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Extract from Desserts • By Editors of Food & Wine • Published by GMC Publications

About

Cost
$ $ $ $ $
Difficulty
• • • • •
Time
30 mins

Desserts
MAKES 2 dozen
TIME Active 30 min; Total 1 hr plus cooling

NOTE
Matcha is Japanese powdered green tea. It’s available at Asian markets, large grocery stores and from amazon.com.

Cookbook author Ben Mims makes these not-too-sweet cookies with a soft, cake-like
texture. The “it” ingredient matcha—an antioxidant-rich green tea powder—gives
the cookies a beautiful color and a light, toasty flavor.

Posted by GMC Group Published See GMC Group's 279 projects » © 2018 Editors of Food & Wine / GMC Publications · Reproduced with permission. · Desserts by the Editors of Food & Wine, published by Oxmoor House (£25.00, available from www.thegmcgroup.com)
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  • Step 1

    In a medium bowl, whisk the flour, baking powder, salt and cardamom. In another bowl, whisk the granulated sugar, oil, eggs and vanilla and almond extracts.
    In a small bowl, stir 2 tablespoons of the matcha powder with 2 tablespoons of water, then stir into the wet ingredients. Stir the wet ingredients into the flour
    mixture just until combined.

  • Step 2

    Line 2 baking sheets with parchment paper. Using a 1-ounce ice cream scoop or 2 tablespoons, scoop 1-inch balls of dough at least 2 inches apart onto the prepared sheets; refrigerate for at least 20 minutes. Meanwhile, preheat the oven to 350°.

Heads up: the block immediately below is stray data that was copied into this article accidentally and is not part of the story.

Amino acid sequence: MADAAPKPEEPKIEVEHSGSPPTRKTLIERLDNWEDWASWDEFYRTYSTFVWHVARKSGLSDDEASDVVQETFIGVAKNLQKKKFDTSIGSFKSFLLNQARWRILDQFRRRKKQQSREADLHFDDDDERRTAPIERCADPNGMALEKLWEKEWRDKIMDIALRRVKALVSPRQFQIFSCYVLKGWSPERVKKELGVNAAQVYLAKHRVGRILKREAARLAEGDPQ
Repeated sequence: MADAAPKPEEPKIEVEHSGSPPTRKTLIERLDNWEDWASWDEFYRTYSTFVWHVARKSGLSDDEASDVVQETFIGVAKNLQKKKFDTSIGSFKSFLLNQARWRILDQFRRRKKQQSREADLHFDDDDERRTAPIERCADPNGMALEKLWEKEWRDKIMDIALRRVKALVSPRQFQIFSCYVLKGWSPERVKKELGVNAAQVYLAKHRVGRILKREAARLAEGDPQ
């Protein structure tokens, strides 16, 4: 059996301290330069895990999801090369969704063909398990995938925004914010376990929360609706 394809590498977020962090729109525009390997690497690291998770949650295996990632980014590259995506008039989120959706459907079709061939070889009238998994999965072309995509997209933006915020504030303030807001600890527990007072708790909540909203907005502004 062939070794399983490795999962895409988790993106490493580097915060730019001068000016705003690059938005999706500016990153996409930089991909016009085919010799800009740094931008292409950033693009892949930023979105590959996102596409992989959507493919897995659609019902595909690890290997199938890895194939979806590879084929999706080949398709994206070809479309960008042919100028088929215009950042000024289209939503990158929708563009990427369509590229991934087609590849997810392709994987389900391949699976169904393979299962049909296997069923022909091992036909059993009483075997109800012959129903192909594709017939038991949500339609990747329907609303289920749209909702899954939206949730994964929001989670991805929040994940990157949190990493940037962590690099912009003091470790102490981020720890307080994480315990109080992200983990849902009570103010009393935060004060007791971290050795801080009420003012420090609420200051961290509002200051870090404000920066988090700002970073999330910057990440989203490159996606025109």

• Step 3

    Bake the cookies for about 10 minutes, until set at the edges and very lightly browned on the bottoms. Let the cookies cool on the sheets for 10 minutes, then
    transfer to a rack to cool completely.

  • Step 4

    Arrange the cookies on 1 baking sheet . In a sieve, combine the confectioners’ sugar with the remaining 1 teaspoon of matcha. Dust over the cookies and serve.

    MAKE AHEAD
    The cookies can be stored in an airtight container for up to 3 days. Dust with the matcha sugar before serving.

    “ The sweet grassiness of the green tea powder pairs perfectly with the almond and vanilla, but don’t use your super-expensive, hand-carried-from-Japan matcha . Most respected tea companies now sell a less expensive culinary-grade matcha for baking.”
    —JULIA HEFFELFINGER, ASSOCIATE FOOD EDITOR

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